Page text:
While the Pittsburgh Steelers are not diametrically opposed to such a bold gesture as trading up in the first round, or indeed even trading a first-round pick altogether—they did both over the course of the 2019 calendar year—it is not something they ever want to get into the habit of doing.
The conditions under which they dealt first-round picks three years ago were unique circumstances, or so they felt, though one worked out better than the other. During the 2019 NFL Draft, they moved up 10 spots in the first round to draft Devin Bush, whom they saw as one of two every-down sideline-to-sideline linebackers. During the season, they traded away their 2020 first-round pick for safety Minkah Fitzpatrick, a second-year 11th-overall pick who has made the All-Pro List twice since his acquisition.
Would they do either one of those things in order to address the quarterback position this offseason in the wake of Ben Roethlisberger’s retirement? This is the final offseason with Kevin Colbert in the general manager chair. Could he be tempted to go out with a bold gesture? Not necessarily, particularly in the draft.
“We’re always going to be deciding on how many are available at the given position”, he told reporters earlier this week about the possibility of trading up in the draft for a quarterback, via transcript. “Is there a reason to trade up or trade back? But I can’t say we’re going to panic and take a position. I will constantly try to guard against that and advise us not to do that”.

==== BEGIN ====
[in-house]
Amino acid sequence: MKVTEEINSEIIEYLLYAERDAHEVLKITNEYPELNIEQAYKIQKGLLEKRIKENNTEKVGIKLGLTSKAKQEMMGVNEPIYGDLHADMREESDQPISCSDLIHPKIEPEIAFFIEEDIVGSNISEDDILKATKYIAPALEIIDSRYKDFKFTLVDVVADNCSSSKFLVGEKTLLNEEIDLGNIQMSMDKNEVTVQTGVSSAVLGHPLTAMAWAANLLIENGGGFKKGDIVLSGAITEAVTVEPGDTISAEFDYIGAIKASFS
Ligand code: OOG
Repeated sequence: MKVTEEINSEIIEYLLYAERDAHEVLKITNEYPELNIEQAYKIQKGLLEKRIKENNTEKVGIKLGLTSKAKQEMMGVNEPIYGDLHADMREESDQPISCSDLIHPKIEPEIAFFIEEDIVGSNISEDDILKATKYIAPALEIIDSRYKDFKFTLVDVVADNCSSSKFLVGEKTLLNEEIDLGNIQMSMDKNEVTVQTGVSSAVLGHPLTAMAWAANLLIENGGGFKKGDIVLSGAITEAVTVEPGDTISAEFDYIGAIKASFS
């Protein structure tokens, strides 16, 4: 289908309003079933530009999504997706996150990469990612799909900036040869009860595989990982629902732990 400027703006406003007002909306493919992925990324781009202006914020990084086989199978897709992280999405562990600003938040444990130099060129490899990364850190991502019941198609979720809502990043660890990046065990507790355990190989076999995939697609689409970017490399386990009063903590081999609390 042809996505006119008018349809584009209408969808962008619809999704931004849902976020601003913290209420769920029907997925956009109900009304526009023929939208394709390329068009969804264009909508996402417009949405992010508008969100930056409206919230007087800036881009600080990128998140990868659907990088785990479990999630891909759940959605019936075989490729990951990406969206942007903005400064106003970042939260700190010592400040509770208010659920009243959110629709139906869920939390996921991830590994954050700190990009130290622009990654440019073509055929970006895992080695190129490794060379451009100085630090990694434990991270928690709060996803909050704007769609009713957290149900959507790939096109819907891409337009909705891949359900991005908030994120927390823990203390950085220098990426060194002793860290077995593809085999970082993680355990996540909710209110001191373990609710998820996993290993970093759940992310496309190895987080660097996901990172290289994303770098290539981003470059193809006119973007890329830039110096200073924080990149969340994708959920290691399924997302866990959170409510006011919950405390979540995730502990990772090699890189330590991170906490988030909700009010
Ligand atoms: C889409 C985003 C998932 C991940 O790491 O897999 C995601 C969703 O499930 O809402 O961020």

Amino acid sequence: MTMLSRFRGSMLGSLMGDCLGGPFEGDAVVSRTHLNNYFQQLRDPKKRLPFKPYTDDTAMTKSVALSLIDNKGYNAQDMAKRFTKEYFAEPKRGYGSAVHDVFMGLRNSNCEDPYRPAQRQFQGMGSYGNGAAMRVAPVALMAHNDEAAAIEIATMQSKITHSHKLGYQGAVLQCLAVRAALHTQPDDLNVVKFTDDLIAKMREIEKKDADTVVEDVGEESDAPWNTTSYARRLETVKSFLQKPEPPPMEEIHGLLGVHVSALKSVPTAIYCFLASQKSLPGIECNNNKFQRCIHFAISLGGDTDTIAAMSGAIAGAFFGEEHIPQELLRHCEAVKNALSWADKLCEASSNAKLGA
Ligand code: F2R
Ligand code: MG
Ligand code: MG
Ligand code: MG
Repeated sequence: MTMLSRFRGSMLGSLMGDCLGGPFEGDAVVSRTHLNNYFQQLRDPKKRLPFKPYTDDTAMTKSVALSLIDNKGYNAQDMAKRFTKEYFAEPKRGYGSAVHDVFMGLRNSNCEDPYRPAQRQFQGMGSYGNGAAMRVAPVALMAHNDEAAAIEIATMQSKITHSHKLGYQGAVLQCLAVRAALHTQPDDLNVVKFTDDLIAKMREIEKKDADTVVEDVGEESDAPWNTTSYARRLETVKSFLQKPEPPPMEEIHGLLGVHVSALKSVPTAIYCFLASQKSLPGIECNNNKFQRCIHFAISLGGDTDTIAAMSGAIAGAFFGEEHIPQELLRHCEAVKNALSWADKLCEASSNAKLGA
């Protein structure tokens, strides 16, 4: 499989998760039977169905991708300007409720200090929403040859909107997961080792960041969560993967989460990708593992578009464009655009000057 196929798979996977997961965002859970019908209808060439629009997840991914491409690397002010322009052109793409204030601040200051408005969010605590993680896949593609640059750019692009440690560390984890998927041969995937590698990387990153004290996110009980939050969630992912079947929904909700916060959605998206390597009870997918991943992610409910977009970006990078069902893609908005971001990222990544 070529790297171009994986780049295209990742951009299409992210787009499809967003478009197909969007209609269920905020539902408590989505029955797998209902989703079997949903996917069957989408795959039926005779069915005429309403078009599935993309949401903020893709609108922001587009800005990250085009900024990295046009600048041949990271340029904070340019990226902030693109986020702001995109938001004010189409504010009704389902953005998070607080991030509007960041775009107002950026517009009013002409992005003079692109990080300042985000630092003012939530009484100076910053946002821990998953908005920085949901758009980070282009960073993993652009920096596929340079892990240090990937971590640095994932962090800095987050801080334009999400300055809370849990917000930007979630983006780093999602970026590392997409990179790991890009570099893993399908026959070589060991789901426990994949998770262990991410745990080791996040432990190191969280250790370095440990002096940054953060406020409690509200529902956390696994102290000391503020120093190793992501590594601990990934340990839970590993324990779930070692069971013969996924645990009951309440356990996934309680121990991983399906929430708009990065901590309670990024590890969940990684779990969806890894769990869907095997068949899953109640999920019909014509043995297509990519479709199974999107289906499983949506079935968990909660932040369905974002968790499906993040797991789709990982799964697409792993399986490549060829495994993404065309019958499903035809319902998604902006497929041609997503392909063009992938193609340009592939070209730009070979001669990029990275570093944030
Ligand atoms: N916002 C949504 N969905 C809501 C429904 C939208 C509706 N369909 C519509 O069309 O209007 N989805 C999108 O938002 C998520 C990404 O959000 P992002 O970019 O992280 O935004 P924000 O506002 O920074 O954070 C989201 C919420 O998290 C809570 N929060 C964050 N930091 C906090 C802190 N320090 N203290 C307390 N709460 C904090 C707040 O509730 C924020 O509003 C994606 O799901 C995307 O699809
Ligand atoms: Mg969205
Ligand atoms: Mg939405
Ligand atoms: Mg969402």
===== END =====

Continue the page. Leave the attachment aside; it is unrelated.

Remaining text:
As in 2019, the Steelers hold the 20th-overall pick. In order to move up to 10 that year, they traded their first-round pick, as well as their second-round pick and a third-round pick the following year. So basically, they determined that 10 spots in the first round was worth a second and a third.
As mentioned, that particular decision hasn’t panned out as they expected. I don’t think that necessarily makes them more gun-shy to do it again, however. It will depend on their evaluations of the quarterback position in this draft class, and of course what they will have already done in free agency, and potentially via trade.
The top quarterbacks in this draft class are, in no particular order, Sam Howell, Matt Corral, Kenny Pickett, Desmond Ridder, Carson Strong, and Malik Willis. The two quarterbacks who have most often been connected with Pittsburgh are Pickett, who is a Pitt alum, and Willis.
If they truly fall in love with one of them the way the Kansas City Chiefs and the Houston Texans did with Patrick Mahomes and Deshaun Watson in 2018, respectively, then I do think the Steelers would try to orchestrate a trade up.
But I don’t see that happening. As much as they might like somebody like Willis, I don’t expect they will value him so much that they would be willing to dispense with excess capital to get him. Especially not if they already added a veteran to the room in free agency, even if he is not seen as a potential long-term answer.